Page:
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Study: ZIP Code Big Factor in Heart Health

A neighborhood's walkability score can be an indicator of the health of its community members' hearts. (Don Graham/Flickr)
A neighborhood's walkability score can be an indicator of the health of its community members' hearts. (Don Graham/Flickr)
January 12, 2018

SIOUX FALLS, S. D. – New research has found where people live has a strong influence on the health of their hearts. The study, published in the journal Circulation: Cardiovascular Quality and Outcomes, found higher rates of heart failure in more deprived neighborhoods.

The study goes further. It found location had such a strong impact on heart health that it didn't matter what the person's socioeconomic status was.

Mary Michaels, public health prevention coordinator with the Sioux Falls Health Department, says health behavior and choices are important, but communities play a major role in people's health.

"In fact, your ZIP Code can oftentimes be a better predictor of your health than your genetic code,” she says. “And that's because things that are in our environment influence the choices that we make every day."

The majority of study participants were middle-aged and low-income; 70 percent made less than $15,000 a year. According to researchers, nearly 5 percent of increased heart failure risk could be attributed to a person's neighborhood, regardless of economic or clinical status.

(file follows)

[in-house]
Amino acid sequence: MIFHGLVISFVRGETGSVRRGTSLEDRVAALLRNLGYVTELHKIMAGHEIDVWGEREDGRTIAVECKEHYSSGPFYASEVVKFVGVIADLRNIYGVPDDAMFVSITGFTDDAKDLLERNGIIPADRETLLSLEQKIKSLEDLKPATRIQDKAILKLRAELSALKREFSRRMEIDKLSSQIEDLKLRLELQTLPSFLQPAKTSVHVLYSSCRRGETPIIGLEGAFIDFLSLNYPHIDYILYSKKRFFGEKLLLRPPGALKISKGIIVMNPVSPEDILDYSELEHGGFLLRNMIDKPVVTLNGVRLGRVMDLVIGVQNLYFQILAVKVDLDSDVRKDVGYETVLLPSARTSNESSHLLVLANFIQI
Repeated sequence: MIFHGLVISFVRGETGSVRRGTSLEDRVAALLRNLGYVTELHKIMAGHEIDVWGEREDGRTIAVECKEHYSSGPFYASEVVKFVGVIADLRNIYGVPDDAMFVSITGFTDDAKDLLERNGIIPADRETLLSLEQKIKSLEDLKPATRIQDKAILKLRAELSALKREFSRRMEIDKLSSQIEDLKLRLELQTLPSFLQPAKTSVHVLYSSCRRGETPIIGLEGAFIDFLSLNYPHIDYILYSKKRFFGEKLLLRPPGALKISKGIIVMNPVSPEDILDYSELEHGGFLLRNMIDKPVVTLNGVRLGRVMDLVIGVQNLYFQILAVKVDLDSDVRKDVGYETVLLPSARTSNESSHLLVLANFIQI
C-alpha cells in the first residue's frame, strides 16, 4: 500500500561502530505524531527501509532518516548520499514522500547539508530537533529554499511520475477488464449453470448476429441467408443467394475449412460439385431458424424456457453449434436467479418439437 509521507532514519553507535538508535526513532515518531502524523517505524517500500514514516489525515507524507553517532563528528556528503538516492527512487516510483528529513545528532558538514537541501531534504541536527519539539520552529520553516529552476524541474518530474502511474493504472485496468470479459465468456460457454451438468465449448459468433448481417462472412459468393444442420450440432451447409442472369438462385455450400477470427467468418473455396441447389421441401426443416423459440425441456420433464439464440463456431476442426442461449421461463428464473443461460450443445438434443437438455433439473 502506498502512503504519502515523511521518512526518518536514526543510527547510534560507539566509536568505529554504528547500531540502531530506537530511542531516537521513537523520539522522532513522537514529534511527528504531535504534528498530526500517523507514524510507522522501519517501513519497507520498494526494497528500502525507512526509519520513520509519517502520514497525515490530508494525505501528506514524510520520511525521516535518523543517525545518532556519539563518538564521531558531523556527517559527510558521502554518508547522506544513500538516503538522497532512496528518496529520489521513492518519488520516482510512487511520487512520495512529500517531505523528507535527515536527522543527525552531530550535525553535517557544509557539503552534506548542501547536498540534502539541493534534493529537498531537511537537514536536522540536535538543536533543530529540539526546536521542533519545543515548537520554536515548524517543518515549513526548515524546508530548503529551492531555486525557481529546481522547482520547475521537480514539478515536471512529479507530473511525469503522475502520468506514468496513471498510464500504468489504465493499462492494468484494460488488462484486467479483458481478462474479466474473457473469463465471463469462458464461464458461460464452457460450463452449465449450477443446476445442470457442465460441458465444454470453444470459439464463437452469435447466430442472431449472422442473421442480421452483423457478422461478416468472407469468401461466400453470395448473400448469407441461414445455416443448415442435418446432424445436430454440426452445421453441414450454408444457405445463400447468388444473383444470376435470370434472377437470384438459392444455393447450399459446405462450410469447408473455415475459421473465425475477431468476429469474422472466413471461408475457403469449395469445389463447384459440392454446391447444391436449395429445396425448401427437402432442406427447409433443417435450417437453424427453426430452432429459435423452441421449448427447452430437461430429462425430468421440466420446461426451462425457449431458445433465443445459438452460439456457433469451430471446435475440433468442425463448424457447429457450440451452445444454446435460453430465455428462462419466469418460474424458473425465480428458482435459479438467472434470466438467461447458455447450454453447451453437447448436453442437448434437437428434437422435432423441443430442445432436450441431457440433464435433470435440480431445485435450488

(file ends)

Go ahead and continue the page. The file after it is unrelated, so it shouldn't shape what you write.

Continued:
This research also indicates there are ways to make communities healthier for people.

Michaels is part of Live Well Sioux Falls, a community coalition that partners with the Health Department. A few years ago, the group did a health needs assessment of neighborhoods in the city, locating what are known as food deserts – where healthy food options are far away – and places that are smoke- or tobacco-free.

Live Well Sioux Falls also assessed walkability and pinpointed areas that need sidewalks, a crossing signal or something else to encourage exercise and moving around. Michaels says there's a lot community members can do to make their neighborhoods better.

"Your mind might immediately go to, 'Well, that's the job of the hospitals,' or, 'That's the job of my local clinic or the health department,'” says Michaels. “But all the sectors of our community can make such a huge impact."

Michaels notes there are economic benefits to having healthier communities, as well. Studies have shown walkable neighborhoods have higher home values and office rental prices, and more retail sales. Plus, employers save money on health-care costs if their workers are healthier.

Eric Tegethoff, Public News Service - SD